Obama Budget to address "major financial concerns" of USPS
President Obama is set to present a special Valentine’s Day gift to the US Postal Service this year, in the form of assistance in his latest Budget. The struggling USPS needs to address financial problems that saw it posting an $8.5 billion loss last year, with commentators predicting a $6.5 billion loss this year – and possible insolvency.
But this morning, the chairman of the Postal Regulatory Commission revealed that she had been told by White House officials that some assistance will come in the President’s Budget for the 2012 fiscal year, which is due to be announced later this month.
“I did have a meeting with representatives of the OMB in the White House,” Ruth Goldway said at the Commission’s latest open meeting, “who indicated to me… that there will be something in the President’s Budget on February 14 that deals with major financial concerns in the Postal Service.”
Goldway said she had shared the information with the USPS chief, postmaster general Pat Donahoe, but said neither of them were party to specific information on the contents of the forthcoming Budget.
Officials at the OMB (Office of Management and Budget) at the White House had not returned a request for comment on the matter as of this afternoon.
The potential assistance for the USPS comes in a Budget that is expected to see substantial cuts in domestic spending, with Obama stating in his State of the Nation address last week that he will freeze annual domestic spending for the next five years to reduce the federal deficit by more than $400 billion over the next decade.
The US Postal Service told Post&Parcel today it was “hopeful” that the President’s Budget would take note of the financial pressures it was facing, but that it was not aware of what is to be announced on February 14.
Commenting on the Commission chairman’s comments from this morning, USPS spokesman Gerald McKiernan said that rather than appropriating extra funding for the Postal Service, Congress should change the formula for calculating annual USPS payments into its pension funds.
The payment formula has been blamed – by the Office of the Inspector General and others – for the USPS paying as much as $75 billion too much into its Civil Service Retirement System (CSRS) pension fund.
McKiernan said today: “I don’t know whether or not the President will be asking for Congress to appropriate funds for the Postal Service, but we’re not really looking for money. The thing we need is some remediation from our current circumstances in terms of the formula for paying into the CSRS.”
The Postal Regulatory Commission, the independent regulator providing oversight for the USPS, is currently drawing up recommendations for Congress on changes needed at the Postal Service. A report is due by December, but the commissioners aim to send it to Capitol Hill this spring.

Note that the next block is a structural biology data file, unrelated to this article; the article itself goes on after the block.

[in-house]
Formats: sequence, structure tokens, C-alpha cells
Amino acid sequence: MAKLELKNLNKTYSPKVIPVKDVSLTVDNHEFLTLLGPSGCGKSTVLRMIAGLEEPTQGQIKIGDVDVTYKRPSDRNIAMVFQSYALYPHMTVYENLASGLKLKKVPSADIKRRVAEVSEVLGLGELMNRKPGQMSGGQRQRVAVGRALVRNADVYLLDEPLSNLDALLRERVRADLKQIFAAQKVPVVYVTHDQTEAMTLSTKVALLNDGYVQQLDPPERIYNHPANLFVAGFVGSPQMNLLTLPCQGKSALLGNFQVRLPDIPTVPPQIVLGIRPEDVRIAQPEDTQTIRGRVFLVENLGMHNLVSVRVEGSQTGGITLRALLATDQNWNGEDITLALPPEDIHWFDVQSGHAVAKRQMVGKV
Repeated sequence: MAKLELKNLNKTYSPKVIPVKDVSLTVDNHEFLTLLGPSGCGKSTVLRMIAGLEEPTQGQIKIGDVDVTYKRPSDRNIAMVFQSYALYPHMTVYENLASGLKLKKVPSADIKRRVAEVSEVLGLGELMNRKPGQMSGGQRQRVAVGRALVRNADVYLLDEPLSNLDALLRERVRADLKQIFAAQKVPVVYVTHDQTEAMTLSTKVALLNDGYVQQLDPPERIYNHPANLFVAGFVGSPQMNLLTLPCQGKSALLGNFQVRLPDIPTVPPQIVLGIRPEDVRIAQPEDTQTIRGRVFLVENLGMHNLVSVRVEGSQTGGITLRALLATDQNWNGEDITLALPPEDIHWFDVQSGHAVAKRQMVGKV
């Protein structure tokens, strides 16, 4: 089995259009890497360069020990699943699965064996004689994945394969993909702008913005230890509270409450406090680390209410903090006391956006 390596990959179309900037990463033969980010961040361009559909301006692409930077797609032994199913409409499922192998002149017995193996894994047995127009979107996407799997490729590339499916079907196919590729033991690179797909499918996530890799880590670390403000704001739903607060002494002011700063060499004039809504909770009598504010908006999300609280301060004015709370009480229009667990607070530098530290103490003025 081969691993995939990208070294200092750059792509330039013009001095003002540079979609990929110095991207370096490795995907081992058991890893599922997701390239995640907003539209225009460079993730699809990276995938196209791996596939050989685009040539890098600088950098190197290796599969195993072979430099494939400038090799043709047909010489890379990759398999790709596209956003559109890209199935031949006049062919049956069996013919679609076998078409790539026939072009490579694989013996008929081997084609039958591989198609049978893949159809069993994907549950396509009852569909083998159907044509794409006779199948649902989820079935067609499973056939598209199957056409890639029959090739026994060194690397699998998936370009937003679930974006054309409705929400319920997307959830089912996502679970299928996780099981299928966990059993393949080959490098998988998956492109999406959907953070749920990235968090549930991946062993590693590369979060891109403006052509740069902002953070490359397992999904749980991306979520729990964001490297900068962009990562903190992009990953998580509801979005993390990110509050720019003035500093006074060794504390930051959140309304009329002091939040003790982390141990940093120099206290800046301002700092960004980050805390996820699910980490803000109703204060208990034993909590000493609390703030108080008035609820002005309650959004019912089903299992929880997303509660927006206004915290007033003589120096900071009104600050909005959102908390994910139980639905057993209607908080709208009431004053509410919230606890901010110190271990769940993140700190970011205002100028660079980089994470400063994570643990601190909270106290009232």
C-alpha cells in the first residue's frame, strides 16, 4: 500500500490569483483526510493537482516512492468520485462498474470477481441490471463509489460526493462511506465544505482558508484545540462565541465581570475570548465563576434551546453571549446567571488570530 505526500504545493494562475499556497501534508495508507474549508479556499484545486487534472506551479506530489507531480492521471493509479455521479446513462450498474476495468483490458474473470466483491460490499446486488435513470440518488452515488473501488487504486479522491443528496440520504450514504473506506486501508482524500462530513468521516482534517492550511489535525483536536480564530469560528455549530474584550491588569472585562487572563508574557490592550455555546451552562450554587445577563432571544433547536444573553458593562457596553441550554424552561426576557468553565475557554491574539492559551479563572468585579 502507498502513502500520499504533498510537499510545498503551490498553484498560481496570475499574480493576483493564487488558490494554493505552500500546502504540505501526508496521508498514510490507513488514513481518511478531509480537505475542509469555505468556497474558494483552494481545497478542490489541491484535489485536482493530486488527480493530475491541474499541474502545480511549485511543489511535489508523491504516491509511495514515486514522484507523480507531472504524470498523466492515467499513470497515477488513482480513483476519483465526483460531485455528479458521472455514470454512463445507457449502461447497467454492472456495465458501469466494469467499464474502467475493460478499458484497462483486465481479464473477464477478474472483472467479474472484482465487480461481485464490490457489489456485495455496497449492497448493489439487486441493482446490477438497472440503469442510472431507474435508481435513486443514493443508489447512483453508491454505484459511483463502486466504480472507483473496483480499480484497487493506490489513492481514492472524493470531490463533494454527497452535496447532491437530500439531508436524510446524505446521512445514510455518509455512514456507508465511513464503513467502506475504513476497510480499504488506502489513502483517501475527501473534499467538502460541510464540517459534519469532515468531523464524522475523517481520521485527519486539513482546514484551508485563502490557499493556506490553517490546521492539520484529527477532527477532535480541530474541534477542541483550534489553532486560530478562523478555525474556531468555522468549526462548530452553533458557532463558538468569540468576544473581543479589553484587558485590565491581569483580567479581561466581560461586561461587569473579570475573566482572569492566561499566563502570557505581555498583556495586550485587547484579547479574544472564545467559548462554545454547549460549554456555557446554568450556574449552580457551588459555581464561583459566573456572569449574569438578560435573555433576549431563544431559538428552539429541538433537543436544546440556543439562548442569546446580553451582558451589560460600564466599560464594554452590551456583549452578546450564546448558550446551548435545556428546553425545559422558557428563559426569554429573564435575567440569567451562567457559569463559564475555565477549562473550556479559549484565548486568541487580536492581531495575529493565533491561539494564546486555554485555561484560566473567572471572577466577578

Today’s meeting confirmed that the overpayments issue was firmly at the top of the agenda for stakeholders feeding comments into the review.
Both mailer and union groups support changes to the USPS pension funding system as the most sensible way to protect both USPS service levels and postal worker jobs. As well as preventing the overpayments, there are calls for the USPS to be given access to the billions it has overpaid.
Unions said yesterday that the Commission’s report to Congress should contain nothing other than the recommendation to adjust the pensions overpayments.
The American Postal Workers Union said repealing the key provision in the 2006 Postal Accountability and Enhancement Act was “so critical to the welfare of the Postal Service” that it should be the exclusive focus of the Commission’s recommendations to the President and Congress.
The APWU, which represents around 220,000 USPS workers, wrote to the Commission yesterday as part of its review, stating that the requirements to pre-fund health benefits costs the USPS more than $5 billion a year, “and has driven the USPS to the brink of insolvency”.
Of “almost equal importance”, the union said, was the need to provide the USPS with access to the “substantial amounts” it had overpaid.
The APWU counsel Darryl Anderson wrote: “We respectfully submit that it is the strongly held consensus view among postal industry stakeholders, the only recommendation the Commission should make at this time is that the Postal Service be provided relief from its current retirement funding obligations.”